Senator RUSTON: Perhaps you wish for those to be tabled. I notice you were in the room for the evidence by the previous witnesses. There were a couple of things in there that you also raised in your submission and I would ask for your comment. One was when I questioned the witnesses in relation to the fact that the 12 per cent area increase would not fit within the confines of a minor boundary adjustment. I note in your submission you commented that the IUCN described a 10 per cent extension as the absolute upper limit for a minor boundary change.

Mr Harris : Yes.

Senator RUSTON: Can I take it from that that you disagree with the previous witnesses in their comments?

Mr Harris : I do indeed. Further than that, the extension is completely incongruous with the rest of the previously existing World Heritage area. Quite contrary. There are two main requirements to establish wilderness: one is remoteness and the other is intactness.

I also dispute evidence given earlier of the definition of disturbed regrowth. In fact area 14 or the southern most area of the 2013 extension covers a fair portion of the Recherche Bay area and the area near Hastings. That area has been extensively logged for about 140 years—some of it is on its third rotation—and that was logged to the full extent of the technology available all the way through. At various points that level of harvesting is fully equal to the impact of modern clear-fell burn and sow in terms of clearing the landscape.

The May Queen, which is moored in Hobart as a display, the oldest sailing vessel, was built near Hobart in 1867 for the purposes of carrying timber. A lot of the early timber harvesting was done from water. They moved inland from the water. Almost all of the Recherche area has been previously logged, intensively logged—it has even had mining in it, tramways through it; there was even a fixed rail with a locomotive in it. I also have a supplementary submission that I would like to give, which has photographs and documents in that. It has evidence from some of our older members.

Senator RUSTON: Can I just take you off the track of the process and ask you: what will be the impact on the industry that you represent of these changes?

Mr Harris : It has an impact on all aspects of the timber industry—the high-quality sawlog, high-quality eucalypt sawlog industry, the rotary peeled veneer industry, the special timbers industry and the processing of residues.

Senator RUSTON: Are they sustainable under the current—

Mr Harris : Yes, they are. They are completely sustainable activities.

Senator RUSTON: Once you have taken this additional area out, are any or all of these industries commercially sustainable into the future? Is there sufficient product available elsewhere that is not included in these areas that will enable them to continue as viable into the future?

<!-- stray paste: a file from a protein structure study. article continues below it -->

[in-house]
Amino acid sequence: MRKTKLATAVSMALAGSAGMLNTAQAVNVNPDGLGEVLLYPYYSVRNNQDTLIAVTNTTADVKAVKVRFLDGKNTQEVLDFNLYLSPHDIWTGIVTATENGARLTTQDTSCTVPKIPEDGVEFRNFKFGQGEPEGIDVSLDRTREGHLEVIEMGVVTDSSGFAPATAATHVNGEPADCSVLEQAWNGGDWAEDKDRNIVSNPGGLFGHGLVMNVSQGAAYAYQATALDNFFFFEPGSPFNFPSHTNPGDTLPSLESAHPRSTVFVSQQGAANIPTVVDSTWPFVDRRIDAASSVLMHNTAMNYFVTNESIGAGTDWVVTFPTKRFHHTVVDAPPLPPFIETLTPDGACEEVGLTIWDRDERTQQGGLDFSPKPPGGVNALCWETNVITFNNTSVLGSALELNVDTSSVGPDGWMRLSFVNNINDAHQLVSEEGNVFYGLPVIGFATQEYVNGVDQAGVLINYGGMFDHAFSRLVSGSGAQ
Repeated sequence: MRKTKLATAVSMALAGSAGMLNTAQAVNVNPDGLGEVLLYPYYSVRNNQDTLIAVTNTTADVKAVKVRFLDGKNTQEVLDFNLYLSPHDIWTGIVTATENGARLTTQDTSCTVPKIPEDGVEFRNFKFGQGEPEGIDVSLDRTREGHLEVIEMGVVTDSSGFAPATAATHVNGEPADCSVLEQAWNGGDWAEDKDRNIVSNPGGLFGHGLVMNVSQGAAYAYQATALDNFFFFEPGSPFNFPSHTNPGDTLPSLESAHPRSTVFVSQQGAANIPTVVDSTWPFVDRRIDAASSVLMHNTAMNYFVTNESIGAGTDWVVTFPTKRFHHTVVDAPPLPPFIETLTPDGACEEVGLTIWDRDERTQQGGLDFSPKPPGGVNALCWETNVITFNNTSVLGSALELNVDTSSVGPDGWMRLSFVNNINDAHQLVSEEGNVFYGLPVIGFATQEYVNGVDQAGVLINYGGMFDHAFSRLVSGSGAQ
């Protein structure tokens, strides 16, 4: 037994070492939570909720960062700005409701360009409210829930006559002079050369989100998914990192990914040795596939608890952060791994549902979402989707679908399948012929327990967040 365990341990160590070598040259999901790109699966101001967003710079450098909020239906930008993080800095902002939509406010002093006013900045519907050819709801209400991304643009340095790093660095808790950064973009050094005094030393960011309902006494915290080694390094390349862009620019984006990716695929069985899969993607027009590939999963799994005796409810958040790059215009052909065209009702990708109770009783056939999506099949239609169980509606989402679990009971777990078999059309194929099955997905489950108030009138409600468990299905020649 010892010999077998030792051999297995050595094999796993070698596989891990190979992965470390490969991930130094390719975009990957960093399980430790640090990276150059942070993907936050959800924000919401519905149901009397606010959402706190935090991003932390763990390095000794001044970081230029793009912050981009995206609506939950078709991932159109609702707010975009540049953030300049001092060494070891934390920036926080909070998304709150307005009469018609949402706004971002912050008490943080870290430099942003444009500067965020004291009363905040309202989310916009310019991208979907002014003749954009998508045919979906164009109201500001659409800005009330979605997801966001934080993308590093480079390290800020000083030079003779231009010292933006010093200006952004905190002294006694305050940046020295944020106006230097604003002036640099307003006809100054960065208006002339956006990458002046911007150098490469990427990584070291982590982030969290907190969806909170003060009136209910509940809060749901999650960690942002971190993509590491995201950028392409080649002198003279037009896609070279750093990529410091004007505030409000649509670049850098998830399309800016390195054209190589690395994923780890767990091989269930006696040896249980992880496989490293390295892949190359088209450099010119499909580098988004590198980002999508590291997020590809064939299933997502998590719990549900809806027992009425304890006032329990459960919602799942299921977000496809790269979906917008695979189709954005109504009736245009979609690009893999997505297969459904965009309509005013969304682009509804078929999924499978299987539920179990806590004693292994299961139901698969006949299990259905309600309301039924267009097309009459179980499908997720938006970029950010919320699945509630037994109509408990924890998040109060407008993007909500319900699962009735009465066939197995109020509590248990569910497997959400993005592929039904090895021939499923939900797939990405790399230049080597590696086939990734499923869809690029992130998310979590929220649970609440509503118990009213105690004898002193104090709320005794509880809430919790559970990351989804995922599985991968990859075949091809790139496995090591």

Mr Harris : No. For example, almost all of the special timber zone within the electorate of Franklin is locked up under this proposal. Almost all of that is included in the World Heritage extension, and its impact is devastating. The impact that we see in our community is of businesses that no longer exist, rising levels of unemployment and that ancillary businesses are well and truly suffering. When you look at a diesel supplier south of the Huon River, having a $1 million drop in turnover, and the amount of bankruptcies and vacancies in the township of Geeveston and around our area, the impact is devastating.

Senator RUSTON: Finally, when I asked the two gentlemen who were representing the Conservation Foundation, Environment Tasmania and the Wilderness Society as to whether they were intending to possibly seek further extensions of the boundary, they in as much as said that they were. What would your response to that be?

Mr Harris : Again, we have seen World Heritage being used as an instrument to attack the very existence of the native forest based industry. The one most at risk in all of this is the special timbers area, because that is timber that only grows in certain areas, and you cannot harvest it where it does not grow. In fact we have lost so much of our special timbers territory, our previous special timbers zone, plus other areas where special timbers grow to a lesser extent. The impact on that industry is devastating: it is an industry that should be recognised under the UN charter of intangible cultural heritage, and the heritage of this industry has been deliberately ignored. Consultants have deceived by omission.